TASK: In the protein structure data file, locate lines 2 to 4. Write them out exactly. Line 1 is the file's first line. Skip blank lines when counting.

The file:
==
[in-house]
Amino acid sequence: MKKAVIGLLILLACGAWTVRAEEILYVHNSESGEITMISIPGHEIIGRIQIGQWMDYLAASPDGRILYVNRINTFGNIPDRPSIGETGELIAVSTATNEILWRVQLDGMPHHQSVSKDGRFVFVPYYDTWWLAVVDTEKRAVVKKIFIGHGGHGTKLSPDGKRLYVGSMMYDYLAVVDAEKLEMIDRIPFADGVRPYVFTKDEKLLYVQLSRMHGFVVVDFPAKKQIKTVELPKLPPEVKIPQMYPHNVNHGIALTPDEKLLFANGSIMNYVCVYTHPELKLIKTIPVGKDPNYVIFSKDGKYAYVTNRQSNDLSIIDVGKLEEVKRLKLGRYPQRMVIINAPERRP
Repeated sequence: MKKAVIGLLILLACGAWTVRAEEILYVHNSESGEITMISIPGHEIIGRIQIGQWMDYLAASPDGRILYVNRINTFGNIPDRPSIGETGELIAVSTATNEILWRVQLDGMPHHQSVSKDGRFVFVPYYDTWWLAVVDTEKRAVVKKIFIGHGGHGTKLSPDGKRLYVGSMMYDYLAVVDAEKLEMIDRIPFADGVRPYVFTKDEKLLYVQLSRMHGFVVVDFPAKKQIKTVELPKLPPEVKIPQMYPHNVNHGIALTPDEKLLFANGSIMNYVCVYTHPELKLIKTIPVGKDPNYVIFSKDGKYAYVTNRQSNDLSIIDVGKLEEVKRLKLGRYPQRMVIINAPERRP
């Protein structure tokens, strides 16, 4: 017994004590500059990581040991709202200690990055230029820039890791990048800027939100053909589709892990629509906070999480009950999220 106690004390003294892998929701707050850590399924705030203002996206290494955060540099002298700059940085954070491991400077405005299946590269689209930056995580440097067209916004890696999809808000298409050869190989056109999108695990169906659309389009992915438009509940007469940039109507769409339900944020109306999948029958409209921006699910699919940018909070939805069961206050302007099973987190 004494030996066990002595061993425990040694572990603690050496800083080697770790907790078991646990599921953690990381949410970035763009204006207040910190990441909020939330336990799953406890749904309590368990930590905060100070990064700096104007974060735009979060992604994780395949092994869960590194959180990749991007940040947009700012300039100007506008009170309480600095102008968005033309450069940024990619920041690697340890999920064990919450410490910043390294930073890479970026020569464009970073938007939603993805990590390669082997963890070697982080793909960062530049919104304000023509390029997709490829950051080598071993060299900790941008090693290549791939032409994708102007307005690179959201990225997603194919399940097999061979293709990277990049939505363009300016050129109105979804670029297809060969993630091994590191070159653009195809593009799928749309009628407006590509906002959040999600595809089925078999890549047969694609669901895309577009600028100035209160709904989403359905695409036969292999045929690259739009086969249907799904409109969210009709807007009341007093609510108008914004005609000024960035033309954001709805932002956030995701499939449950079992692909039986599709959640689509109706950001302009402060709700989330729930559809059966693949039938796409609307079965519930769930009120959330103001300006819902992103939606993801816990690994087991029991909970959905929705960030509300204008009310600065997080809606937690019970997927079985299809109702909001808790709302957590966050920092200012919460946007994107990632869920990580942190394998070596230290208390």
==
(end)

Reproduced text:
Amino acid sequence: MKKAVIGLLILLACGAWTVRAEEILYVHNSESGEITMISIPGHEIIGRIQIGQWMDYLAASPDGRILYVNRINTFGNIPDRPSIGETGELIAVSTATNEILWRVQLDGMPHHQSVSKDGRFVFVPYYDTWWLAVVDTEKRAVVKKIFIGHGGHGTKLSPDGKRLYVGSMMYDYLAVVDAEKLEMIDRIPFADGVRPYVFTKDEKLLYVQLSRMHGFVVVDFPAKKQIKTVELPKLPPEVKIPQMYPHNVNHGIALTPDEKLLFANGSIMNYVCVYTHPELKLIKTIPVGKDPNYVIFSKDGKYAYVTNRQSNDLSIIDVGKLEEVKRLKLGRYPQRMVIINAPERRP
Repeated sequence: MKKAVIGLLILLACGAWTVRAEEILYVHNSESGEITMISIPGHEIIGRIQIGQWMDYLAASPDGRILYVNRINTFGNIPDRPSIGETGELIAVSTATNEILWRVQLDGMPHHQSVSKDGRFVFVPYYDTWWLAVVDTEKRAVVKKIFIGHGGHGTKLSPDGKRLYVGSMMYDYLAVVDAEKLEMIDRIPFADGVRPYVFTKDEKLLYVQLSRMHGFVVVDFPAKKQIKTVELPKLPPEVKIPQMYPHNVNHGIALTPDEKLLFANGSIMNYVCVYTHPELKLIKTIPVGKDPNYVIFSKDGKYAYVTNRQSNDLSIIDVGKLEEVKRLKLGRYPQRMVIINAPERRP
């Protein structure tokens, strides 16, 4: 017994004590500059990581040991709202200690990055230029820039890791990048800027939100053909589709892990629509906070999480009950999220 106690004390003294892998929701707050850590399924705030203002996206290494955060540099002298700059940085954070491991400077405005299946590269689209930056995580440097067209916004890696999809808000298409050869190989056109999108695990169906659309389009992915438009509940007469940039109507769409339900944020109306999948029958409209921006699910699919940018909070939805069961206050302007099973987190 004494030996066990002595061993425990040694572990603690050496800083080697770790907790078991646990599921953690990381949410970035763009204006207040910190990441909020939330336990799953406890749904309590368990930590905060100070990064700096104007974060735009979060992604994780395949092994869960590194959180990749991007940040947009700012300039100007506008009170309480600095102008968005033309450069940024990619920041690697340890999920064990919450410490910043390294930073890479970026020569464009970073938007939603993805990590390669082997963890070697982080793909960062530049919104304000023509390029997709490829950051080598071993060299900790941008090693290549791939032409994708102007307005690179959201990225997603194919399940097999061979293709990277990049939505363009300016050129109105979804670029297809060969993630091994590191070159653009195809593009799928749309009628407006590509906002959040999600595809089925078999890549047969694609669901895309577009600028100035209160709904989403359905695409036969292999045929690259739009086969249907799904409109969210009709807007009341007093609510108008914004005609000024960035033309954001709805932002956030995701499939449950079992692909039986599709959640689509109706950001302009402060709700989330729930559809059966693949039938796409609307079965519930769930009120959330103001300006819902992103939606993801816990690994087991029991909970959905929705960030509300204008009310600065997080809606937690019970997927079985299809109702909001808790709302957590966050920092200012919460946007994107990632869920990580942190394998070596230290208390």